'The New Yorker Stories' by Ann Beattie
Beattie's voice, and concerns, have evolved over the decades.
The New Yorker Stories by Ann Beattie (HANDOUT / October 12, 2011)
Beattie's voice, and concerns, evolve over the decades. Her early stories are distinguished by their minimalism, which was so imitated by a generation of writers. Her first story in the volume, "A Platonic Relationship," is about a woman who leaves her suburban house and lawyer husband for a job as a high school music teacher, living in a house with "splintery floors that had to be covered by rugs." The last stories in the volume are of later life concerns — Alzheimer's disease, disappointment with children. Together they feel like an intimate, and urgent, set of dispatches from the emotional front of the past, one we might have neglected, repressed or forgotten without Beattie's imagination.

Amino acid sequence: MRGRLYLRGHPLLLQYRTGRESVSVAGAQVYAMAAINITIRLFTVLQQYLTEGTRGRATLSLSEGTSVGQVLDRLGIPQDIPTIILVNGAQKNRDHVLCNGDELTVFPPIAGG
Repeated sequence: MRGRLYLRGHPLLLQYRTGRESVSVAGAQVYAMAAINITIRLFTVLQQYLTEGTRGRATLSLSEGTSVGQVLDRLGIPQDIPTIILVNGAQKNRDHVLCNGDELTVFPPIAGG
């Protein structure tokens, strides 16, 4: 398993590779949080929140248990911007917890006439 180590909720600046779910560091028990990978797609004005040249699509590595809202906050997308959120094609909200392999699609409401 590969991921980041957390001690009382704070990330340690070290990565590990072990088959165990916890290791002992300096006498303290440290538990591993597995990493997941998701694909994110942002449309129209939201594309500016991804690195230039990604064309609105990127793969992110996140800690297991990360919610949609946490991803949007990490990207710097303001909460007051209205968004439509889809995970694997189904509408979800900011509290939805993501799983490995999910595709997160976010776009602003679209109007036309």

'The New Yorker Stories'
By Ann Beattie
Scribner, 514 pages (paperback), $18